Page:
42:23 - 43:41 12. Wait Your Turn 1:18 Ominous tympani begin a cue as an ominous repeating four note motif plays when Richard is deliberately passed over by a rude grocery store clerk. The cue continues with dark harpsichord as Richard explains what happened at the store to the Graveses shortly after.
44:56 - 45:59 13. Empty Handed 1:03 A somber cue plays with the main theme on piano over strings and woodwinds as Richard and Albert leave the store empty handed.
51:40 - 54:51 14. Car Chase 3:11 Angry harpsichord threatens before rhythmic tympani and low end piano launch a largely textural but substantial action cue, as Richard leads the grocery store clerk and a friend of his in an extended car chase. Eventually, searing brass and tense scratching strings join in as the bullies repeatedly ram the back of Richard’s car.
56:39 - 57:19 15. Take Care :40 The Graveses suddenly depart for a couple of days, leaving only a note behind for Richard to inform him. The cue begins on a shot of the note, but as the film cuts to a shot of Richard watching them depart, the main theme plays sadly on strings in full form.
58:31 - 60:09 16. Too Much 1:38 A threatening cue plays as the the couple returns home to discover Richard has damaged Alice’s prized loom. The music continues through Albert’s confrontation with Richard.
61:47 - 63:12 17. Alone 1:25 The music returns with another action cue as Richard slams the front door and runs away into the woods after hearing Alice ask Albert to tell the sheriff and make him leave. This cue is very different from the car chase cue, as plucked strings and flute play a melodic line on top of racing strings, woodwinds, and harpsichord, with occasional light punctuation from tympani.
65:00 - 65:21 18. Never :21 A brief throbbing cue (the most overtly horror-like) plays as the Graves couple contemplates their situation, Richard’s yells of “I ain’t goin’ never!” echoing in their ears.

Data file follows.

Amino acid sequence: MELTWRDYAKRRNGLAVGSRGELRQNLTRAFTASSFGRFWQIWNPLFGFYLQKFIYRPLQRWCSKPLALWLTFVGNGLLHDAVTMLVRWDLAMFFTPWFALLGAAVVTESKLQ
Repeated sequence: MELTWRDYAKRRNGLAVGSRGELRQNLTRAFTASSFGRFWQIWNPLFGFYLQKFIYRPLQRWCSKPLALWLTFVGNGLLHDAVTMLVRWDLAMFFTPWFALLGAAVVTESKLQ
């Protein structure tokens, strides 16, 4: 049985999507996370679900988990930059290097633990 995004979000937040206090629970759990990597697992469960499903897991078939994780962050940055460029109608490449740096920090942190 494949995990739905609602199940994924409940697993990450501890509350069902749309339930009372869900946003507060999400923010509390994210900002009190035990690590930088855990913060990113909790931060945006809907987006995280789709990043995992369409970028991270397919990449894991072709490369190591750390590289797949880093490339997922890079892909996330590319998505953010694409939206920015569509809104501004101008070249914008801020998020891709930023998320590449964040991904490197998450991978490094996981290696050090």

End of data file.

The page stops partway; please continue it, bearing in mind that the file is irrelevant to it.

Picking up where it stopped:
65:51 - 66:23 19. Night :32 A brief suspense cue dominated by a repeating two-note figure plays over shots of the house at night, transitioning to the sound of a car siren as the hoodlums drive by.
68:54 - 69:38 20. Leave Us Alone :44 Swirling strings and and woodwinds over pounding tympani accompany a deadly confrontation between the hoodlums and Richard.
71:35 - 73:20 (+64:06 - 64:45 from other video, at minimum*) 21. You Can’t Stay / End Credits 2:25 Tympani are joined by harpsichord, piano, and woodwinds playing hints of the main theme, building up to a tense percussive conclusion as the couple finally confronts Richard. Finally the sad main theme is played in full on piano as Richard dies, reaching out towards his safe crawlspace...
TOTAL SCORE TIME: 22:05
*NOTE: The first video (which contains the whole film in higher quality) unfortunately cuts out right as "The End" flashes on the screen. The only other video which I could find with the whole Goldsmith-scored end credits is sadly in much lower quality and has an audio glitch/jump as well, but as it's the only source available I'll append it here:
I certainly hope that tapes for this show up at some point, but if not, I'll just fantasize about James Fitzpatrick recording a collection of otherwise-lost Goldsmith TV scores for small ensemble. This would make a lovely part of such a set.
For those wondering about future additions to this series, I am going to first focus on things that are posted online so that I can include the film itself for people to actually hear the music. After that I will tackle things like Black Patch (1957) which aren't available for free streaming.
You're quite welcome! I'm a bit disheartened that most of the people who liked my previous posts in this series seem to have missed this one (but hey, maybe they're all listening to the complete new Ten Commandments release!) It really is one of the best totally unreleased Goldsmith scores. I'm so glad I took the time to get to know it. I'm making my way through Do Not Fold, Spindle, or Mutilate (1971) right now and not enjoying it nearly as much (film or especially score).
This is such a good unreleased Goldsmith effort that the little-read thread deserves a bump, I think. Mutant, whenever you get access to your editing software again I still harbor hope you'll take a crack at making a suite from this, as you did so wonderfully for the unreleased music from Damnation Alley.